Open Letter: UN Women Executive Director Phumzile Mlambo-Ngcuka issues open letter to the advertising industry
Date: Monday, June 18, 2018
[Originally published by the Unstereotype Alliance]
A year ago, in Cannes, France, leading voices in marketing and advertising created the Unstereotype Alliance – an industry collective with an unmatched potential to transform the world we see through advertising and brand-led content. This alliance is unique in its ability to convene commercial rivals who have agreed to leave competition behind in favour of collaboration, to put stereotypes aside and humanity first.
Right now, the members of the Alliance include industry leaders from among the world’s largest advertisers, advertising groups and associations, and global advocates with research capacity and expertise that they have now turned on themselves.
Member research shows us that, right now, just 3 per cent of women in ads were shown as aspirational or in leadership positions and only 1 per cent were depicted as problem solvers, with men more than 60 per cent more likely to be shown as smart and capable. Consumer feedback tells us that not only do both women and men dislike the ways they are portrayed, but that ads that use progressive, multi-dimensional characters sell more product.
At UN Women, we ask why the messages we see every day on screens, pages and posters don’t show women as equal to men, girls as able as boys, and people in all their magnificent diversity. We want advertisers to not only portray the world as it is, which may perpetuate harmful cultural and social norms, but to show the world that we aspire to. We know that where there is inequality, there is discrimination; where there are power imbalances, there is violence; where there is exclusion, there is poverty of every kind. We have witnessed the rising tide of millions of women and men worldwide protesting the deep harm that has come from societies out of balance. We are committed to working together, with you, through the Unstereotype Alliance to change this.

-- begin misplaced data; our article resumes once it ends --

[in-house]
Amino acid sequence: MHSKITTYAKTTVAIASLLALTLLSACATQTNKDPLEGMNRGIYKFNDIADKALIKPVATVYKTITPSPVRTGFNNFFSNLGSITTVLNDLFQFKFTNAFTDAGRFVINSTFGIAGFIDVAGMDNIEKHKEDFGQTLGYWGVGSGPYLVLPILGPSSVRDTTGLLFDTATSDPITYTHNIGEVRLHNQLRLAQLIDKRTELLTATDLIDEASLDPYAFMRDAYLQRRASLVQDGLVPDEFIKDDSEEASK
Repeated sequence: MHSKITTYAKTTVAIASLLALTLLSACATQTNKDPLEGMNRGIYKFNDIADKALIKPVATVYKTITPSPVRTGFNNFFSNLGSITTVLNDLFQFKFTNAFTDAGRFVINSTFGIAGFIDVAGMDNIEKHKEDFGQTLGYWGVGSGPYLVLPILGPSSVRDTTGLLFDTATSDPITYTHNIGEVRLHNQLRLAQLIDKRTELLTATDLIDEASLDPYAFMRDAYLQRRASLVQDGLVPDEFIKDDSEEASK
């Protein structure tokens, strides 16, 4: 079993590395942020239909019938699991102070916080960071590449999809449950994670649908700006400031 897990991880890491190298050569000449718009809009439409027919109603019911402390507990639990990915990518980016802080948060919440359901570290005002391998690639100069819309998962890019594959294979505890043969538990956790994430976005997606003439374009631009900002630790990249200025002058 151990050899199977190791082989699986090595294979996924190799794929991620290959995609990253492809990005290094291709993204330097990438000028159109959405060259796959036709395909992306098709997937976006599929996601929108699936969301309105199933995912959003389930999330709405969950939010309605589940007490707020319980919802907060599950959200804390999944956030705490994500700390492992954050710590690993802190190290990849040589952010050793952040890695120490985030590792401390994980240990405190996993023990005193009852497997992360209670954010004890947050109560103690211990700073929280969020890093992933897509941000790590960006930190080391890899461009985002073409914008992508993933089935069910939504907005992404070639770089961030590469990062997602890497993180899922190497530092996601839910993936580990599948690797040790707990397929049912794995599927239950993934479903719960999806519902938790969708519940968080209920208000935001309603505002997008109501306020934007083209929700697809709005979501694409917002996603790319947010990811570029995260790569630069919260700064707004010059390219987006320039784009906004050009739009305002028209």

We salute those companies who have already joined this bold initiative: Alibaba, ANA, ATT, Cannes Lions, Diageo, Facebook, Geena Davis Institute, Google, IPA, IPG, Johnson & Johnson, Mars, Mattel, Microsoft, P&G, The Female Quotient, Twitter, Unilever, WFA and WPP. And we warmly welcome our new members Adobe, Omnicom, Publicis Groupe, Vodafone, European Association of Communication Agencies, Boston Consulting Group, UNICEF, Free the Bid, and Jess Weiner.
And this is my invitation to you: to join this band of industry leaders, thinkers and advocates, to take responsibility for social change, and to repopulate our visual world with its missing and misrepresented figures, its missing equality, its missing role models.
This Alliance of experts, united under the UN flag, has unparalleled resources and experience that it is sharing with its members to expand the practices that bring changes in behaviour and attitude. Joining this movement is an opportunity to share in new metrics to assess gender bias in adverts; to address gender gaps to foster an unstereotyped culture in the workplace; and to contribute to and benefit from innovation, cutting edge research, and practical solutions.
When we get this right, together we can finally begin to address the unconscious bias against women and girls that underlies some of the major issues that we in the UN have committed to solving by 2030, like violence against women and girls, intergenerational poverty, and the exclusion of women from peacemaking processes. And we can cement the impact of legislation that supports gender equality and women’s empowerment. When we pass good laws without addressing the underlying norms and stereotypes, we do not have the desired impact.
This is ultimately about so much more than eliminating stereotypes. It is about making cultural change that has the potential to transform our societies, and our future.